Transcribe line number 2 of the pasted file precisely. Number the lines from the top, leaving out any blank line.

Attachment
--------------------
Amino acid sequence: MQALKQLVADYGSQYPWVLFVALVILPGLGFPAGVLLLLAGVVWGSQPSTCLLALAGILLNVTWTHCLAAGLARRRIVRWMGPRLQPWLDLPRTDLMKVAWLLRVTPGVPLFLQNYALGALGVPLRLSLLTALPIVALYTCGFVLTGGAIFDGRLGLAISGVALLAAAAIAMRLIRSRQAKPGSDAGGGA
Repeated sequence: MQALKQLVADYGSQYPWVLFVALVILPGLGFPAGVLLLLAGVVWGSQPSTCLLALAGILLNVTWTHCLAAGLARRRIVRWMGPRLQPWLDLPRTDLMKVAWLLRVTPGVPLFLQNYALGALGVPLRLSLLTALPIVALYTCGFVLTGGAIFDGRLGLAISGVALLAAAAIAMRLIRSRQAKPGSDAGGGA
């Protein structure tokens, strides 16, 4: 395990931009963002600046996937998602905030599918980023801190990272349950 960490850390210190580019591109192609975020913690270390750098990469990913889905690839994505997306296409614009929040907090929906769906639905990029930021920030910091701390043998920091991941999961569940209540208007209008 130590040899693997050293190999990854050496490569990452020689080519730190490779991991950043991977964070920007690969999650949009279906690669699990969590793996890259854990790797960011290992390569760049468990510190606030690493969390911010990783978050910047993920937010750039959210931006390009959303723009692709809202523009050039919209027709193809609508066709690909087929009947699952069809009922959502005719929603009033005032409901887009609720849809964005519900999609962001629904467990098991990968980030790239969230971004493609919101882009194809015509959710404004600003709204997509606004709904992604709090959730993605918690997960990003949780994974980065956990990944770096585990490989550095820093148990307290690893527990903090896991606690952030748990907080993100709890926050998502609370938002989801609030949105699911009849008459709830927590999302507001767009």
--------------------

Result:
Repeated sequence: MQALKQLVADYGSQYPWVLFVALVILPGLGFPAGVLLLLAGVVWGSQPSTCLLALAGILLNVTWTHCLAAGLARRRIVRWMGPRLQPWLDLPRTDLMKVAWLLRVTPGVPLFLQNYALGALGVPLRLSLLTALPIVALYTCGFVLTGGAIFDGRLGLAISGVALLAAAAIAMRLIRSRQAKPGSDAGGGA